Out-of-town PHVs can’t avoid council’s ‘rigorous checks’

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A council says it is keeping a close eye on thousands of private hire taxi drivers who are registered with it but could be working hundreds of miles away.

City of Wolverhampton Council had faced a backlash from some authorities for licensing almost 9,000 private-hire drivers working in Manchester, and 300 operating in the capital.

Greater Manchester Mayor Andy Burnham called for people to boycott “out-of-town” private-hire taxis working in Manchester because they “undermined public safety”.

He also accused the council of carrying out “less-stringent” checks on drivers working 80 miles away from where they are licensed.

And Transport for London accused Wolverhampton of “undermining key objectives” by licensing 300 private-hire drivers who were working in the capital, claiming it was an attempt by drivers to avoid London’s licensing requirements and raised questions about safety.

But the council insists that wherever a driver works, its checks are as rigorous and stringent as those carried out by other authorities. It said public safety is always put first and the driver and their vehicle are thoroughly checked, including driving licence, taxi insurance and the condition of the vehicle.

A spokesperson said: “While City of Wolverhampton Council has never actively encouraged applications from drivers outside the city, existing legislation requires that if an application is submitted and requirements are met, then the application must be granted. The council may not refuse an applicant simply because they live in a different area.

“Our early adoption of digital technology has allowed us to offer a simple and efficient online application procedure, with the requirement that drivers attend in person for training and strict assessment before an application can be processed.

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“Applicants are usually local to the area they drive in, but many have chosen to be licensed in Wolverhampton due to our efficient, yet rigorous, licensing process.

“Public safety is of paramount importance to us. Partnership working with our licensing colleagues and other agencies shows our commitment to upholding our responsibilities; we expect drivers and vehicles licensed by us to always maintain the highest standards.

“This is irrespective of the administrative boundary within which they are operating at any particular time. City of Wolverhampton Council takes its enforcement responsibilities seriously and our officers are out across the country, every Friday and Saturday night, working to protect the public.”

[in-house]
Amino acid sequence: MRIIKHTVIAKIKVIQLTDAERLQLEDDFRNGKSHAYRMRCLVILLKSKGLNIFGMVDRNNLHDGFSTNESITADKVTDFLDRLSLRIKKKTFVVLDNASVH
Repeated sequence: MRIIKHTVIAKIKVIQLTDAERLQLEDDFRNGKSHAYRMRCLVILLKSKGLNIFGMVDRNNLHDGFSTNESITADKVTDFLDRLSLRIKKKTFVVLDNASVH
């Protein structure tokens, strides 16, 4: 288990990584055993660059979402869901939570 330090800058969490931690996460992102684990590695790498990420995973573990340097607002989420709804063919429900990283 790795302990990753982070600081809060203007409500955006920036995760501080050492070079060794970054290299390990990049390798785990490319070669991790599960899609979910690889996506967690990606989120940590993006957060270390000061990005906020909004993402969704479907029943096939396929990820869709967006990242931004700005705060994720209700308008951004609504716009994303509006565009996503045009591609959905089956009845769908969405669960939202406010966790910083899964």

In order to obtain a private-hire taxi licence from Wolverhampton, drivers must go through an enhanced Disclosure and Barring Service (DBS) check and the council’s electronic monitoring system check for updates daily. If an issue is found, the council says it takes “immediate appropriate action to ensure the safety of passengers”.

As with other authorities, drivers must have held a UK driving licence for at least one year before applying for a taxi licence and must hold valid private-hire insurance. Approving drivers with motoring convictions is considered against the council’s guidelines.

Drivers must undergo medical certification to Driver and Vehicle Licensing Agency (DVLA) Group 2 Standards. This may only be completed by a General Medical Council registered practitioner.

They must also attend an in-person driver training and assessment programme which includes safeguarding children and vulnerable adults, child sex exploitation awareness, modern slavery, vehicle and licence conditions, enforcement and compliance, road and passenger safety, as well as personal safety.

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The training programme concludes with a written assessment of which the council points out 55% of applicants failed between 2021 and 2022.

Once further licensing and criminal background checks are complete, the applicant is called into the council.

The spokesperson added: “Finally, the driver must attend our offices in person, where they undergo facial verification against their driving licence and proof of right to work in the UK. We use a state-of-the-art system which uses the same technology as can be found at Border Control’s ePassport Gates in UK airports.”